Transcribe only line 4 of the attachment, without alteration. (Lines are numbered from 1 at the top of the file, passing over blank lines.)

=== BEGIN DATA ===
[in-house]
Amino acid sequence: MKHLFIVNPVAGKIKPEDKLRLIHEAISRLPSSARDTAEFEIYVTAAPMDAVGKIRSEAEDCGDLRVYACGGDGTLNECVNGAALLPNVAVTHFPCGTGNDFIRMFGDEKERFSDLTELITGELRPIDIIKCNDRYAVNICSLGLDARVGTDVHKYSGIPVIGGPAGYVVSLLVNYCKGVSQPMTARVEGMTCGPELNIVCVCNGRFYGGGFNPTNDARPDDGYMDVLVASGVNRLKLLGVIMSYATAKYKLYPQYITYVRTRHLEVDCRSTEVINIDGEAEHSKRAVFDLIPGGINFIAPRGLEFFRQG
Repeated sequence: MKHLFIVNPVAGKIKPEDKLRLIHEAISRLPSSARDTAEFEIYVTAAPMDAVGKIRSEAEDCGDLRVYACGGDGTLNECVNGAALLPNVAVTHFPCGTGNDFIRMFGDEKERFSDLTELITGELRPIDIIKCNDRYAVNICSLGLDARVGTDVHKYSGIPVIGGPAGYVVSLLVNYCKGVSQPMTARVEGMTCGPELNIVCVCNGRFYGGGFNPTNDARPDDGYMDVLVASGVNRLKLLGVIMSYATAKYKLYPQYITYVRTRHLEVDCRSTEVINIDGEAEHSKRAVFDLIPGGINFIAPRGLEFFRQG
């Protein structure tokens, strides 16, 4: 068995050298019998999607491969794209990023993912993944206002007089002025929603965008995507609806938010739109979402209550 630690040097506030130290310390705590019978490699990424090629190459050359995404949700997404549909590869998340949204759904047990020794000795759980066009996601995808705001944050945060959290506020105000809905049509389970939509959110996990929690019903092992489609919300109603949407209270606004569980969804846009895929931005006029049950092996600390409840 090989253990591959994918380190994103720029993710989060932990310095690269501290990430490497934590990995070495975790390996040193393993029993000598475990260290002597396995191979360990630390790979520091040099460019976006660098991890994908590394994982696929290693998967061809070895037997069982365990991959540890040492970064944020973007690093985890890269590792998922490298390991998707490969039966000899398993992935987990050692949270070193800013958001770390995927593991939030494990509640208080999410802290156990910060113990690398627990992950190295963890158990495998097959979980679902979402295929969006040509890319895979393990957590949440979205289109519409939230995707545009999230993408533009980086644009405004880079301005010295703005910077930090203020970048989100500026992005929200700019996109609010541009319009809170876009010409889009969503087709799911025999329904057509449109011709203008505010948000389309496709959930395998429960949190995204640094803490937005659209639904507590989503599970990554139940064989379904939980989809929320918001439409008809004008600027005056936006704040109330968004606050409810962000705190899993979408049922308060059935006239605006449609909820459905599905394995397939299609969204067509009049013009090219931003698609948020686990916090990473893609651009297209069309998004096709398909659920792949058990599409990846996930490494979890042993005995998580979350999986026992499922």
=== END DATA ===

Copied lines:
């Protein structure tokens, strides 16, 4: 068995050298019998999607491969794209990023993912993944206002007089002025929603965008995507609806938010739109979402209550 630690040097506030130290310390705590019978490699990424090629190459050359995404949700997404549909590869998340949204759904047990020794000795759980066009996601995808705001944050945060959290506020105000809905049509389970939509959110996990929690019903092992489609919300109603949407209270606004569980969804846009895929931005006029049950092996600390409840 090989253990591959994918380190994103720029993710989060932990310095690269501290990430490497934590990995070495975790390996040193393993029993000598475990260290002597396995191979360990630390790979520091040099460019976006660098991890994908590394994982696929290693998967061809070895037997069982365990991959540890040492970064944020973007690093985890890269590792998922490298390991998707490969039966000899398993992935987990050692949270070193800013958001770390995927593991939030494990509640208080999410802290156990910060113990690398627990992950190295963890158990495998097959979980679902979402295929969006040509890319895979393990957590949440979205289109519409939230995707545009999230993408533009980086644009405004880079301005010295703005910077930090203020970048989100500026992005929200700019996109609010541009319009809170876009010409889009969503087709799911025999329904057509449109011709203008505010948000389309496709959930395998429960949190995204640094803490937005659209639904507590989503599970990554139940064989379904939980989809929320918001439409008809004008600027005056936006704040109330968004606050409810962000705190899993979408049922308060059935006239605006449609909820459905599905394995397939299609969204067509009049013009090219931003698609948020686990916090990473893609651009297209069309998004096709398909659920792949058990599409990846996930490494979890042993005995998580979350999986026992499922």